Animal Man was an early US success for Grant Morrison, who transformed an obscure superhero embodying the combination of innocence, scientific trickery and lack of logic characterising the anodyne DC heroes of the 1950s and 1960s. Film stuntman Buddy Baker acquired the ability to tap into the traits of animals in his vicinity because he was near an alien spaceship when it exploded.

To be fair, it’s just as well this collection moves beyond the four chapters of what was originally intended as a standalone miniseries, which haven’t aged well. There’s a spark as Morrison details Animal Man’s family life, but it’s overwritten and there’s too great a clash between a suburban reality and attempts to reconfigure the even more ridiculous B’wana Beast alongside Animal Man. Nice ending, though.

Nothing is very well served by Chas Truog’s art, another aspect that hasn’t aged well. People are recognisable as such, if surprisingly flat or bendy at times, and there are no problems following the story, which will become an under-appreciated aspect as the series continues. However, the art is basic, drawn with little flair or imagination, and page after page just sucks the energy from the stories. Tom Grummett, then just starting out draws the final chapter, which slightly raises the artistic quality.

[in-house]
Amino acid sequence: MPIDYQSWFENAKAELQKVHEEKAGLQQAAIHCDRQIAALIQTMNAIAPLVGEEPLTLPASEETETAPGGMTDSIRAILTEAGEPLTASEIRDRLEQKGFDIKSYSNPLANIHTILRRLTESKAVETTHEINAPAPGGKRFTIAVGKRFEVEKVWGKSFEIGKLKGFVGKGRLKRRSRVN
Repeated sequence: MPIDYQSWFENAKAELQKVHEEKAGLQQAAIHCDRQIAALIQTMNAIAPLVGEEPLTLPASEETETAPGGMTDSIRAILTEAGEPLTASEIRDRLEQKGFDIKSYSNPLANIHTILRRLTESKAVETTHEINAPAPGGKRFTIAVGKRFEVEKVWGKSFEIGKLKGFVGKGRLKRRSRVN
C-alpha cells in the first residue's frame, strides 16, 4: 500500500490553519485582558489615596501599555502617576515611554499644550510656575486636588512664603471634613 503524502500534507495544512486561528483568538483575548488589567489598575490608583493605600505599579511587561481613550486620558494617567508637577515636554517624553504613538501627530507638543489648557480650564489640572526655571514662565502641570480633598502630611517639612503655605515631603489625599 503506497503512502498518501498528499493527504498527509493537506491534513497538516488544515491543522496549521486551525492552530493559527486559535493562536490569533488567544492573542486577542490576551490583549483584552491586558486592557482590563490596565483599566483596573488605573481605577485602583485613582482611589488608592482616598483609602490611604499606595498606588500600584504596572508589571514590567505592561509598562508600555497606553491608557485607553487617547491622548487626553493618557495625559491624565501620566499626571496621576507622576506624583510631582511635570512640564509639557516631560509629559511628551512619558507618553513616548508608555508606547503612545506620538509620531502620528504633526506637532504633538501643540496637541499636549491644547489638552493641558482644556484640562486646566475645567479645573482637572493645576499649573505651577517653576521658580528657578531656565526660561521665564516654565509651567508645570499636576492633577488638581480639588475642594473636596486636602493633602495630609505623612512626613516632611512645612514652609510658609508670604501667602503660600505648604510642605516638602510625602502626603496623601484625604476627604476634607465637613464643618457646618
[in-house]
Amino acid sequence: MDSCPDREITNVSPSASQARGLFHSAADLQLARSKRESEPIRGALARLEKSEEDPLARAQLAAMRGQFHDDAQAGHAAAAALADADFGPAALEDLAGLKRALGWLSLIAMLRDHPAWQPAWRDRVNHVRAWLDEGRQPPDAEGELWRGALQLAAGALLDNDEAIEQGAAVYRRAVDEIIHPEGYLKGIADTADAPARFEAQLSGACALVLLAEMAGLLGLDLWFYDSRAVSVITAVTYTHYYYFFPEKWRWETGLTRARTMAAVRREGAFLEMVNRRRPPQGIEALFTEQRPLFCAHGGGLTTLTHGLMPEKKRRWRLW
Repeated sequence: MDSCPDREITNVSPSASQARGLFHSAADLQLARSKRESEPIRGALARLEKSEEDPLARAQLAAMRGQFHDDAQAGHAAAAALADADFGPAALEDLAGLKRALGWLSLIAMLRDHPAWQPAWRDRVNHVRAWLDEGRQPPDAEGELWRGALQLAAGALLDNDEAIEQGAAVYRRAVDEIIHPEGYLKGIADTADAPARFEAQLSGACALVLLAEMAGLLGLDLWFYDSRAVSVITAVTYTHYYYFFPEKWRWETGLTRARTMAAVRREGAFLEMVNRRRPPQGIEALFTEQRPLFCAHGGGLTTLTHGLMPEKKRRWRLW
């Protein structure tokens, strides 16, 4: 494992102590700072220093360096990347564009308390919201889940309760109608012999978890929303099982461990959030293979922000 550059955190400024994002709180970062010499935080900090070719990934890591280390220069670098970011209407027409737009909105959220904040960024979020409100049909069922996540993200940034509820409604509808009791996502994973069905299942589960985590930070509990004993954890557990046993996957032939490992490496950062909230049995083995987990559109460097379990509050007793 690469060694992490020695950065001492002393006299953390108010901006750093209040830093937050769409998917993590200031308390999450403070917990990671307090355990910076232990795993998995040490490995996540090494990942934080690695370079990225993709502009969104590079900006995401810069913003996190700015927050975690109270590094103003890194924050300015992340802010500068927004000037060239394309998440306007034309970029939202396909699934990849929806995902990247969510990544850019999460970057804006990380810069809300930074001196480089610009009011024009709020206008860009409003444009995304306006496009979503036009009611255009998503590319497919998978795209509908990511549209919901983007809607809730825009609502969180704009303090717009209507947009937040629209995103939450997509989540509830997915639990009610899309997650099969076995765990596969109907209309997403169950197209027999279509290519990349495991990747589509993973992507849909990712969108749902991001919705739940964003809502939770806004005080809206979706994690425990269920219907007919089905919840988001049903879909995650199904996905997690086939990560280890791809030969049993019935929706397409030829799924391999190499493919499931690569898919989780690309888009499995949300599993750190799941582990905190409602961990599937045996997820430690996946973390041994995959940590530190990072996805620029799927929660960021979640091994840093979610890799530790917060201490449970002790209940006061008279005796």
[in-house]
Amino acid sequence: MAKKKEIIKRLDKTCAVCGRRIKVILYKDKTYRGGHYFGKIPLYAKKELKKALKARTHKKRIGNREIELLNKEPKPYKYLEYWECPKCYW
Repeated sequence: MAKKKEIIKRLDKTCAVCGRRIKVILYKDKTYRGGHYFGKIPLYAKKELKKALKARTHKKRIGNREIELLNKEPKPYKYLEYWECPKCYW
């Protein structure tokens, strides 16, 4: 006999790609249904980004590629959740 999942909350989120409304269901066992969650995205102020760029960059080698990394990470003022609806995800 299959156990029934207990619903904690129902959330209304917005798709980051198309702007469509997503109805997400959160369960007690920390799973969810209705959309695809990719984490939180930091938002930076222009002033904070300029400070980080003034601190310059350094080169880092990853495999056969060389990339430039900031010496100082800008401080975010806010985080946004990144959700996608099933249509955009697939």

So, with the art below par and Morrison’s opening shot unsatisfying, why is this work recommendable? The first evidence is ‘The Coyote Gospel’ in which Morrison presents the violence of Coyote’s encounters with Road Runner in the Warner Brothers cartoons as if real world suffering. Animal Man is basically a passive observer of continuing horror as Morrison surprises again and again, eventually introducing the defining theme of his time on Animal Man. Just what constitutes reality? It’s exhilarating, horrific, sad and still a tremendous read, while Truog copes with the needed switch of styles.

Beyond the opening four-parter Morrison constructs most of the series to present a complete story in every issue with connecting threads. There’s no subtlety about Animal Man’s espousing animal rights, Morrison’s own views remorselessly hammered home even if you’re broadly sympathetic, but the plots are imaginative. Morrison supplies performance art as perceived by the warlike Thanagarians, the tragicomic death throes of a third rate villain riffing on a famous Will Eisner story, a foul-mouthed Glaswegian as the new Mirror Master, and the benefits of joining the Justice League. Animal Man himself lacks the usual superheroic certainty and stumbles to victory, and the domestic scenes of how his being a superhero and not maintaining a secret identity impacts on his family are well conceived, and still uncommon. Wonky powers in the final chapter are explained in passing, but occur during a crossover titled Invasion!

After that shaky opening these are creative and surprising stories that hold their entertainment value. If only the art were better. Animal Man becomes even stranger in Origin of the Species, or there’s the Animal Man Omnibus gathering Morrison’s entire run. More recently these stories have been reprinted in hardcover as the first volume of the 30th Anniversary Deluxe Edition, and then in paperback as in Book One of Animal Man by Grant Morrison.